While in Monroe, stop by the Green County Welcome and Historic Cheesemaking Center, housed in a former railroad depot on Highway 69. The Center is also the trail head for the Cheese County Trail, a 47-mile rails-to-trails conversion.
The multi-use trail wends through scenic rolling hills from Monroe and Green County through Lafayette County to historic Mineral Point in Iowa County. Unlike state-owned trails, the Cheese County Trail allows ATV's and horses, as well as walkers and mountain bikers. Trail passes and maps are available at the Welcome Center.
But where's the wine, you wonder? For those wine connoisseurs,
visit the Wollersheim Vineyard 30 minutes north of Madison. They have daily
tours, every fifteen minutes past the hour. Enjoy free samples, or buy a bottle
and sip it in the wine garden where they also serve niblets of Wisconsin cheese.
And finally, if you're in the area during the first full weekend in October, don't
miss Wollersheim's grape stomp!
A Taster's Guide to Wisconsin Cheese, Beer and Wine
After the Wisconsin Brewers' Guild ceased operations in 2002, it was unclear if the map would continue to be produced. Fortunately, the Wisconsin Milk Marketing Board continued their support of the map, and expanded its listings. For a current copy of the map, fill out an online request at:
"Let's go where there's cheese, Gromit." Wallace, 1995
The Green County Welcome Center - phone 1-888-222-9111
Uplands Travel Guide - phone 1-800-279-9472 - free guide to New Glarus, Mt. Horeb and attractions such as the Cave of the Mounds
Simple Stuffed Zucchini
Zucchini is used in this recipe by Laura
THE NEW AMERICAN CHEESE (Stewart Tabori Chang, 2000). You can assemble the stuffed zucchini in advance, refrigerate them and then bring them to room temperature before baking.
8 zucchini (about 2 pounds total), washed and cut in half lengthwise
2 tablespoons olive oil
1 large yellow onion, finely chopped
3 small cloves garlic, minced
4 large tomatoes (about 3 pounds total), cut in half crosswise, seeded and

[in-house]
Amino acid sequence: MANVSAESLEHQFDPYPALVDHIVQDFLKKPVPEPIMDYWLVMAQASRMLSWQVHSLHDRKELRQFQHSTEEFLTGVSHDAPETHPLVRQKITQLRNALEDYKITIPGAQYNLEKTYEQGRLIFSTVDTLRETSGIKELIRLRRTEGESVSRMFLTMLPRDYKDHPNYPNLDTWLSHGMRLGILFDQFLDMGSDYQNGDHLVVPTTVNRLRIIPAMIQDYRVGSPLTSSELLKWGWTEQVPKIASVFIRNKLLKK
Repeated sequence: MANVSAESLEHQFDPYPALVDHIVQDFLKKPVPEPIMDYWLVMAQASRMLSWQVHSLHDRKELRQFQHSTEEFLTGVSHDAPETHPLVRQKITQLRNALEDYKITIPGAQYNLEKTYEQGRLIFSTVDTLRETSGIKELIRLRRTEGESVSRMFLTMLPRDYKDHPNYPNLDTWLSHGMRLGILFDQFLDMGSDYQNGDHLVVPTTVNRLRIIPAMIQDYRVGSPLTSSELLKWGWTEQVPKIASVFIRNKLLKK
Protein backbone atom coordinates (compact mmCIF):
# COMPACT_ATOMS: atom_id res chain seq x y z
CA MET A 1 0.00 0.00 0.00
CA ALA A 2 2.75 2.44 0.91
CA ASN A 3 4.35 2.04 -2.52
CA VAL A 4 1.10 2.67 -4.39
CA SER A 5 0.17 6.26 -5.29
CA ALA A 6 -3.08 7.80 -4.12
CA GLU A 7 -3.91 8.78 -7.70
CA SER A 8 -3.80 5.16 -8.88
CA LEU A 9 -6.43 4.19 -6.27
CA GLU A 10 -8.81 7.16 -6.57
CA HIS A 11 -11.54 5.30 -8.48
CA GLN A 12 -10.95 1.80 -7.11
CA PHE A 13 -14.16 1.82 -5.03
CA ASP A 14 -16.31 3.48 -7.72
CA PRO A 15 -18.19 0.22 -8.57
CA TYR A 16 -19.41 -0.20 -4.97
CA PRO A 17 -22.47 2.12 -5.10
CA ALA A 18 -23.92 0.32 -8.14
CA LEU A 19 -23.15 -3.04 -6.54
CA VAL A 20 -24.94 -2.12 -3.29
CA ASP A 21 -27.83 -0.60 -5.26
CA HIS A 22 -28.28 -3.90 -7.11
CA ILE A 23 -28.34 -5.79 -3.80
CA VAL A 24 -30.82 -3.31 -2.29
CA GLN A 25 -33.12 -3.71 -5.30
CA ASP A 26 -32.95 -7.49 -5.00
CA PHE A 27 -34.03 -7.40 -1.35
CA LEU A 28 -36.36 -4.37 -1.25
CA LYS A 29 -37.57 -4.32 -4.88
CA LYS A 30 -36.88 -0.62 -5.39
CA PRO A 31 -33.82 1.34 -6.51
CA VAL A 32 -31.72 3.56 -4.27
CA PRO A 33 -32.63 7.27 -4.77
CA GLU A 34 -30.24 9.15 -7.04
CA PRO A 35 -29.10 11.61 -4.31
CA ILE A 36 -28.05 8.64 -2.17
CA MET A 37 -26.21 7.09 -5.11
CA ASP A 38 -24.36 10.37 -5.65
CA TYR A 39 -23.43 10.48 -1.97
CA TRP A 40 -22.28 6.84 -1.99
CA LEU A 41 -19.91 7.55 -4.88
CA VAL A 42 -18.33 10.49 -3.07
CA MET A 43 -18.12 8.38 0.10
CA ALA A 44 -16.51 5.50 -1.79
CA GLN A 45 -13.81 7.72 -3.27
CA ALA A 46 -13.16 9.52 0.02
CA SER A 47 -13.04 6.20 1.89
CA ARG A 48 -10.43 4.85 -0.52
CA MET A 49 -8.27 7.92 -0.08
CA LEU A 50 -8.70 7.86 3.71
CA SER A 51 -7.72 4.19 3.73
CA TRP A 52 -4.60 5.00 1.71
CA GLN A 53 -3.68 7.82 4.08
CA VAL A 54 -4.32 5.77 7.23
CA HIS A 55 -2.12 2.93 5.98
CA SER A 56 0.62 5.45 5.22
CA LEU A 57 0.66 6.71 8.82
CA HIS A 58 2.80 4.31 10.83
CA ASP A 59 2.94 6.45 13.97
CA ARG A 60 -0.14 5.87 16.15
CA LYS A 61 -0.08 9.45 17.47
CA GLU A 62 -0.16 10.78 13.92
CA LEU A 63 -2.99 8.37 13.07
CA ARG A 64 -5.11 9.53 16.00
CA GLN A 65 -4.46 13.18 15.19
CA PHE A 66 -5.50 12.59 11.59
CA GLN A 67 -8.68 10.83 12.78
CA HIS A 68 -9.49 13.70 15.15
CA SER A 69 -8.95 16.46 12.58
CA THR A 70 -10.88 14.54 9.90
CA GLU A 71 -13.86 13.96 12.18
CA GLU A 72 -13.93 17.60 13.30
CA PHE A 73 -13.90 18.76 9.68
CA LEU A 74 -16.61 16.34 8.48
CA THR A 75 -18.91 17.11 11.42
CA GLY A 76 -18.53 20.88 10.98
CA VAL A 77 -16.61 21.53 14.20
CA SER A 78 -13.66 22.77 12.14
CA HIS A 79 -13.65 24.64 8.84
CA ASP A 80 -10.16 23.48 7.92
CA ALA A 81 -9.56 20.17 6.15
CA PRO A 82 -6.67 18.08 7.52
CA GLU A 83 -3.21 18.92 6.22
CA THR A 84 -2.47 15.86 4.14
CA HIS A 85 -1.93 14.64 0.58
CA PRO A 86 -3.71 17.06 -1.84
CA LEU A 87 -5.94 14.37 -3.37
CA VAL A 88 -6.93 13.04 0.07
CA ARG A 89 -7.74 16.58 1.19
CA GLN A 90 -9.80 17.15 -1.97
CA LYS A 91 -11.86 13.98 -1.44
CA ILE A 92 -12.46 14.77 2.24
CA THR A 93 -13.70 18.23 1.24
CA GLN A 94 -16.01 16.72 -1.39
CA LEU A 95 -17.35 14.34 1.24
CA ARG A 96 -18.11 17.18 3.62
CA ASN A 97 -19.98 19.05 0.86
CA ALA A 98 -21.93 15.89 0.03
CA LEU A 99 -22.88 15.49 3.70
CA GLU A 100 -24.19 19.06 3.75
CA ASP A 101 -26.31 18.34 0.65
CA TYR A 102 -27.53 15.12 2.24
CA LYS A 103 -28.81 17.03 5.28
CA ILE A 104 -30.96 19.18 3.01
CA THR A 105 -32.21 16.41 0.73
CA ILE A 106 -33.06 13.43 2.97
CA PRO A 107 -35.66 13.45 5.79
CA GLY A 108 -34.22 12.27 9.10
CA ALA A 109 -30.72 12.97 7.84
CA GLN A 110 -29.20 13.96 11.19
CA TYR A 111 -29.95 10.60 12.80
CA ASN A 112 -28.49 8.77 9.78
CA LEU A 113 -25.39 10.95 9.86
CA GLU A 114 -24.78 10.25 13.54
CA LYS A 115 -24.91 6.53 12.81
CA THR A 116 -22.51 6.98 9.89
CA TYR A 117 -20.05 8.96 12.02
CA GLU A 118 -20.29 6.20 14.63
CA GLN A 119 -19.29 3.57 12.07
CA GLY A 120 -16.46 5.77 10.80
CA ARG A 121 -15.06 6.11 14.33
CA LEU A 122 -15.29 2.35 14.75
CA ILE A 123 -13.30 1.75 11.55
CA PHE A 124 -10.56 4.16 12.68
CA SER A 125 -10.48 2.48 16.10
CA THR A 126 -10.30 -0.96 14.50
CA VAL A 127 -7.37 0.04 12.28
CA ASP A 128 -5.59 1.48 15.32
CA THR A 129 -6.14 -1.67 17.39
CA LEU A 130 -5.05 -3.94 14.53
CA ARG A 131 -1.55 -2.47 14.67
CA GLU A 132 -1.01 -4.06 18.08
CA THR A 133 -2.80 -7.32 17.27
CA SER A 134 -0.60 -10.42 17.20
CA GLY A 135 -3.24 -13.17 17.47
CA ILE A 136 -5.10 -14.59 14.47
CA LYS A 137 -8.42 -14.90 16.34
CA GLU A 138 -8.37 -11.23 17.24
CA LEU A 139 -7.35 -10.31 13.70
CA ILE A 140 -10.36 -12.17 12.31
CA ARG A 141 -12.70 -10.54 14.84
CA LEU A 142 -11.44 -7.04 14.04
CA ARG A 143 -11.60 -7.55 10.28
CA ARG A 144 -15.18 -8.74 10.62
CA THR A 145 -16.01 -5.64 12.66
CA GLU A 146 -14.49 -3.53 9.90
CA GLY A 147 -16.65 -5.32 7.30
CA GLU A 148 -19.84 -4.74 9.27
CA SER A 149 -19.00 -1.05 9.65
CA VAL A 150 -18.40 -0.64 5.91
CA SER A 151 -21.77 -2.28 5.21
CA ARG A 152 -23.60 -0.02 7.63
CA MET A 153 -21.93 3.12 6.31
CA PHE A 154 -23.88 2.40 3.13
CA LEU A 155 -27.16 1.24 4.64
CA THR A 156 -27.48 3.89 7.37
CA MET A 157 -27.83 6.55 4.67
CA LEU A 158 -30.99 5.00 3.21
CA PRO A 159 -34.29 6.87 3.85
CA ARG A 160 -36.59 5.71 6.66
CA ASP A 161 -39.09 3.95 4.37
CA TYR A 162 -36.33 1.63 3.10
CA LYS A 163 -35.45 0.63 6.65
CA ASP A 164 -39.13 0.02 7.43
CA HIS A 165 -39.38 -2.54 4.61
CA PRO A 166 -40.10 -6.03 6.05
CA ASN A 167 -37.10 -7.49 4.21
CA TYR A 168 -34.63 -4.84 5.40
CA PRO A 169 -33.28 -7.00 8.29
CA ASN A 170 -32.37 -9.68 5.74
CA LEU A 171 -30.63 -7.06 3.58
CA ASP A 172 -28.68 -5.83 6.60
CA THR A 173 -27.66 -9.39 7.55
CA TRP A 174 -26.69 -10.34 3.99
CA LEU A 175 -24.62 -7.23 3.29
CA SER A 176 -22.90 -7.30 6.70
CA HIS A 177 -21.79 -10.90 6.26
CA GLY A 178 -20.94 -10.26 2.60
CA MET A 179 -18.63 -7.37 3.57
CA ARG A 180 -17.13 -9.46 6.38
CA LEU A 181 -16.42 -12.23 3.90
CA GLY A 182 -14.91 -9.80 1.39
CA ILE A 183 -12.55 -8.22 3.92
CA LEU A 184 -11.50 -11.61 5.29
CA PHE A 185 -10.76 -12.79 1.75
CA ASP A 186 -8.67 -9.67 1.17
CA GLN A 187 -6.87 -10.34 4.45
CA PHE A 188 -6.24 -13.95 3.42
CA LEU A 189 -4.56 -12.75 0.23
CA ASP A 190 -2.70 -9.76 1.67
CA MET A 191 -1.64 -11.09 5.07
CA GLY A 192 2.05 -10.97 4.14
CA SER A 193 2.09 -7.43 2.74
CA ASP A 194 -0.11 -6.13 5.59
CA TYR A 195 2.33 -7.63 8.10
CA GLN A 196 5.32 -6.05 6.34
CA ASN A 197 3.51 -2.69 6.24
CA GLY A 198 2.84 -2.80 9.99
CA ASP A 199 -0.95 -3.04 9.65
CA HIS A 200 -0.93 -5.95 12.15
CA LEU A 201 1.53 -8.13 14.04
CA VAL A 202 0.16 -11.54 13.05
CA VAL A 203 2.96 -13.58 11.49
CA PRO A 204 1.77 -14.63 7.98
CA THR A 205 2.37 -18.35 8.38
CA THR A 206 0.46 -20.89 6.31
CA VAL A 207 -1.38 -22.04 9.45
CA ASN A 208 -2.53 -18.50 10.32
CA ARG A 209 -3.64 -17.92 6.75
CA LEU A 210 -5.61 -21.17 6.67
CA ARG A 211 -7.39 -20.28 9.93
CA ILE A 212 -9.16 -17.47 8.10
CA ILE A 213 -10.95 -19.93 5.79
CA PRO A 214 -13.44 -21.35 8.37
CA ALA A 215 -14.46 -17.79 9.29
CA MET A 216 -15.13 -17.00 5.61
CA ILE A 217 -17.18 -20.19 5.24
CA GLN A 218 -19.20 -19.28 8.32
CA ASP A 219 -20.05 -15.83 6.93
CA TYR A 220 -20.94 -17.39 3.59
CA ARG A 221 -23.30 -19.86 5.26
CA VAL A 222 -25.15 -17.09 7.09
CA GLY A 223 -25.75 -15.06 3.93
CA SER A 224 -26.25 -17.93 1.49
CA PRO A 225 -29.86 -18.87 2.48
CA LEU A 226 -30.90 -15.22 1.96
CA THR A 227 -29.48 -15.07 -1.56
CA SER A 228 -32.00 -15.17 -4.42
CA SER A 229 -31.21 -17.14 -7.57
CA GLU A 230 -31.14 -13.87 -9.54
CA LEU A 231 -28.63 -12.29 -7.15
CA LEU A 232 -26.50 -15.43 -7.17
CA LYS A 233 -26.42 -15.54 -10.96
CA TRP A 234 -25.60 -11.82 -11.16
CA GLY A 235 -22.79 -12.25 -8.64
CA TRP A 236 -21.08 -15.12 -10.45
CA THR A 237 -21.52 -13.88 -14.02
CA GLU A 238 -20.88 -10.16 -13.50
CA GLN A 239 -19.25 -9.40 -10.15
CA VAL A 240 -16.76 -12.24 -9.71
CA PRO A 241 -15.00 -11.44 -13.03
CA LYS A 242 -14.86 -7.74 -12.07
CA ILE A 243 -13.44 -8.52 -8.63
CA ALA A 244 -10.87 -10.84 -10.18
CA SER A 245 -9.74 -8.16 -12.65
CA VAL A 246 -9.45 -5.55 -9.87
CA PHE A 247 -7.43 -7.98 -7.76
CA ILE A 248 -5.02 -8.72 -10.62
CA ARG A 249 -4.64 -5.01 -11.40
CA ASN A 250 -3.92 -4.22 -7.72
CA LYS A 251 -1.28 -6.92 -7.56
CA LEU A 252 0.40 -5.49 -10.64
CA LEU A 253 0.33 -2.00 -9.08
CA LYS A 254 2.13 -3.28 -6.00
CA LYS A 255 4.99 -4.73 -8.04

Salt and freshly ground pepper, to taste
8 ounces medium-aged Cheddar cheese, coarsely grated (about 2 cups; or use medium-aged Provolone)
Preheat the oven to 350 degrees.
Scoop out the flesh of the zucchini, being careful not to break the skins.
The small side of a melon baller works well for this. Cut the flesh into
small pieces and set aside. In a large saute pan, heat the olive oil over
medium heat. Add the onions and saute for 5 minutes. Add the garlic and cook
until the onions are soft, 10 minutes more. Add the tomatoes and reserved
zucchini flesh. Cook until the zucchini softens and the tomatoes have
released their juices, about 10 minutes. Add salt and pepper, and remove from the heat. Let cool slightly. Place the zucchini shells in a baking pan. Fill them with the stuffing. Top each with about one-quarter cup of the grated cheese. Cover with foil and bake until the zucchini shells are soft, 35 minutes. Remove the foil and bake for 5 more minutes, or until the cheese begins to brown. Serve immediately.
Makes 4 servings.
Wisconsin Gruyere Fondue
A classic dish, similar to the house specialty of the
Glarner Stube, New
1 small loaf French bread
Assorted vegetables, cut into bite-size pieces (broccoli, carrots,
cauliflower, zucchini, whatever you like!)
4 oz. Wisconsin Gruyere cheese, grated
8 oz. Wisconsin Swiss cheese, grated
1 tablespoon cornstarch
1 large clove garlic, peeled
1 cup white wine
Kirsch liqueur - to taste, about 2-3 tablespoons
Cut 1 small loaf of French bread into bite size pieces. Grate 4 ounces of
Wisconsin Gruyere cheese and 8 ounces of Wisconsin Swiss cheese and mix with 1 Tablespoon of cornstarch. Cut 1 garlic clove in half and use half to rub the inside of the fondue pot. Mince the garlic and place it in a 2-qt. nonstick sauce pot on the stove. Add three-quarters cup of white wine to pot, heat slowly over low flame - just until it simmers, then stir in cheese mixture, one spoonful at a time, stirring as it melts. Add more wine if needed. When smooth, add Kirsch Liqueur to taste and mix well. Transfer to fondue pot. Light the fondue burner, and use fondue skewers to pierce cubed French bread and vegetables and dip in the fondue. Be sure to stir the mixture to prevent the fondue from burning.
Potato Gruyere Gratin
Lovely with grilled chicken or fish.
8 large red potatoes, unpeeled and thinly sliced
1 tablespoon fresh thyme, stemmed and minced
2 tablespoons fresh parsley, stemmed and minced
1 tsp. salt
1 tsp. fresh ground black pepper
4 ounces Wisconsin Gruyere cheese, shredded (about 1 cup)
1 and one-half cups chicken broth (or milk)
3-4 tablespoons butter
Spray a 9" x 12" cake pan with non-stick cooking spray. Spread half the
potato slices in pan. Sprinkle with half of the thyme, parsley, salt, pepper
and cheese. Dot with half the butter. Top with remaining potato slices. Pour broth over the potatoes. Sprinkle with the remaining herbs, salt, pepper and cheese. Dot with remaining butter and dust with ground paprika. Bake uncovered at 375 degrees for about one hour, or until top is browned and potatoes are tender. Let stand 10 minutes before serving.
Lucy Saunders is a freelance food and beer writer in Shorewood, WI and Editor of www.beercook.com. Lucy is seeking home cooks who enjoy cooking with beer to profile on her website, www.beercook.com. Email her at email@example.com